In India, the concept of Force Majeure has neither been defined nor specifically dealt with under any statutes. But legislators have dealt with it to some extent under section 32 and section 56 of the Indian Contracts Act, 1872.

Section 32 of the act deals with contingent contracts and reads as follows:

Contingent contracts to do or not to do anything if an uncertain future event happens, cannot be enforced by law unless and until that event has happened. If the event becomes impossible, such contracts become void."

Example
A makes a contract with B to buy B’s horse if B marries C. This contract cannot be enforced by law unless and until B marries C.

So, if an unprecedent event occurs like pandemic or flood and its being mentioned in the clause then the contract becomes contingent as it depends on happening and non-happening, i.e. if it occurs the parties must have agreed beforehand what to do in such situation, whether to suspend or cancel the contract.

Sec 56. of the Act deals with frustration of a contract and provides that a contract becomes void inter alia if it becomes impossible, by reason of an event which a promisor could not prevent, after the contract is made.

Example
A contract with B to deliver goods to B in other country. Later if A’s government declares war against the country in which the B is situated the contract becomes void when war is declared.

From above it could be seen that force majeure events can be dealt under these sections. As there is possibility that due to the uncertain event the contract can becomes void or impossible to perform.

Can Covid-19 be considered under Force Majeure?

So, now the question arises that whether the parties who entered into a contract before the Covid-19 outbreak and couldn’t complete their contractual obligations due to the lockdown could take the help of Force Majeure clause for non-performance?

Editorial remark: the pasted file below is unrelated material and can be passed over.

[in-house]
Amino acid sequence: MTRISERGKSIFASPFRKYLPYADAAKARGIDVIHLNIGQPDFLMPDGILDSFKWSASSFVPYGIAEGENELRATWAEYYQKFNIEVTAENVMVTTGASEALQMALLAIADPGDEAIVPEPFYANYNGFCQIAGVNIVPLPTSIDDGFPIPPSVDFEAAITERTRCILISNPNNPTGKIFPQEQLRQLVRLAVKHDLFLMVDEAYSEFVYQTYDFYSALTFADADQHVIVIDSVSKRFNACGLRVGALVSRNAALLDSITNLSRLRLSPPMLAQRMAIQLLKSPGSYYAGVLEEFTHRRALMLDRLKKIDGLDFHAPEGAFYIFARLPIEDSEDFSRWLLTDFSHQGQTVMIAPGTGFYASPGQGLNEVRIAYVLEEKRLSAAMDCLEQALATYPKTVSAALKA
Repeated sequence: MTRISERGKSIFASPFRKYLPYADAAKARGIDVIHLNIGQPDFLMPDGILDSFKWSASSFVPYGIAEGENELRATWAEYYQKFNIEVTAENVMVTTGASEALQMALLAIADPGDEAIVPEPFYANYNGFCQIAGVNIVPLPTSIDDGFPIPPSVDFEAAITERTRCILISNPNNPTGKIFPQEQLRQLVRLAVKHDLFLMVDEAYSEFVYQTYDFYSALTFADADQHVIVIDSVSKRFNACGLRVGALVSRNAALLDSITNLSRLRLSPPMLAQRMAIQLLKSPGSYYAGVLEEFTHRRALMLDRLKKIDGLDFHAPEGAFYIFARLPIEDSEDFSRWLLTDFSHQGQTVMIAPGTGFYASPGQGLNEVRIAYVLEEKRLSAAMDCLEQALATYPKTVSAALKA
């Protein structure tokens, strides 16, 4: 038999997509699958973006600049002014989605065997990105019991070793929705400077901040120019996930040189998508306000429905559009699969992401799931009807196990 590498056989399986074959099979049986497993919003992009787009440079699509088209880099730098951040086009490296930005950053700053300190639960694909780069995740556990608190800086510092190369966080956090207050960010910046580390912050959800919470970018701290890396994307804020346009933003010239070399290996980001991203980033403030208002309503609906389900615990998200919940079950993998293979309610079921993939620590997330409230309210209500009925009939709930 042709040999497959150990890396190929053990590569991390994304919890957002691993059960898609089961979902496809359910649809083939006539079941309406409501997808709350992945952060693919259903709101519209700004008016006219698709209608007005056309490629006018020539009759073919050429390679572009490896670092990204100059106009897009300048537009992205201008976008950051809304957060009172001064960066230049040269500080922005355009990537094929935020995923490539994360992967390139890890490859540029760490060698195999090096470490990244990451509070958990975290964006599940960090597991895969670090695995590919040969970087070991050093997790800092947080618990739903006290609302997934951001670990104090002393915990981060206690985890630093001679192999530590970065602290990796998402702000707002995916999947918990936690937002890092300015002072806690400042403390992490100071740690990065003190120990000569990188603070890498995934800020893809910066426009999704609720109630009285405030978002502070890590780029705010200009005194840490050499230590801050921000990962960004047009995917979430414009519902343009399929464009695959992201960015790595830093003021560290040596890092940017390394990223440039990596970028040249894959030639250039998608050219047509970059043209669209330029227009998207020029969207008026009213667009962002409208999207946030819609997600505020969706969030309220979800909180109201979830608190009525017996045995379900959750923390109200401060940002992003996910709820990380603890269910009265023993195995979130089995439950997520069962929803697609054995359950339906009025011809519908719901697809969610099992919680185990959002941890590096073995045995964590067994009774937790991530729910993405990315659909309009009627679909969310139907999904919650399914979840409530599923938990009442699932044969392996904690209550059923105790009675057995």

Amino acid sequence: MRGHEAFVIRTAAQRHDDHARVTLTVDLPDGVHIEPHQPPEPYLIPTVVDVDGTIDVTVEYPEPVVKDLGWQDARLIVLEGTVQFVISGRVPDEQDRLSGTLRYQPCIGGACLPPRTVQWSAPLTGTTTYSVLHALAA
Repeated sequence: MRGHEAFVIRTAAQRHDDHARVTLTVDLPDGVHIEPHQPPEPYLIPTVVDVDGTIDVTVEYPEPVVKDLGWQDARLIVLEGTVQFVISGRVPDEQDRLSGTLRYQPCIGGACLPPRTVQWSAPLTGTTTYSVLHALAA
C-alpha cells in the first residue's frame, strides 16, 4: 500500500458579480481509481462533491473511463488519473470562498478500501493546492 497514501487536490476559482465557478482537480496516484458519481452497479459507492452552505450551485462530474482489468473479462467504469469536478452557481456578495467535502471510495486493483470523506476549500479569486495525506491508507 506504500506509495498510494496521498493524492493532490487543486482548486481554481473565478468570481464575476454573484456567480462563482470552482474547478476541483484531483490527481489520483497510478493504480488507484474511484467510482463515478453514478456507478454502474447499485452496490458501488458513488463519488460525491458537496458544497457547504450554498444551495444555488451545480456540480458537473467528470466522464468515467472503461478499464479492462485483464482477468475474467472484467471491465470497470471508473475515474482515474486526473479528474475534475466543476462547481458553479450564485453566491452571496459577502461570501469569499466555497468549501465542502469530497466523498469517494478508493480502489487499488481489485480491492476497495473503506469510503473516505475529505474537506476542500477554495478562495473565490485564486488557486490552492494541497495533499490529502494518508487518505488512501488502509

On 19-02-2020 the Government of India, through its memo no. F. 18/4/2020 PPD issued by the Ministry of Finance declared that the disruption of supply chains caused by the Covid-19 outbreak should be considered a natural disaster and be covered under the force majeure Clause, and invoke it wherever necessary, following due procedure of law. [6] The pertinent point to be noted here is that all the commercial contracts entered and disrupted would not fall under it, as it is specifically limiting itself to the supply chains.

Also, not all the disrupted contract parties could take the defence of Force Majeure clause. The foremost condition to it is that the clause should be included in the contract before entering. Secondly, the non-performing parties who want to rely on Force Majeure clause should check that whether pandemic is mentioned in it. Thirdly, it also depends on how courts interpret the clause and hence its applicability varies from case to case.[7]

Another important aspect which has to be kept in mind before invoking the Force Majeure clause is that the performance must be objectively impossible, merely difficult, or uneconomical performance is not sufficient. The Supreme Court in Energy Watchdog v. Central Electricity Regulatory Commission held that only events which are explicitly mentioned in the contract can excuse a party from performing its obligations.[8] Meaning that impossible here refers to physical or literal impossibility.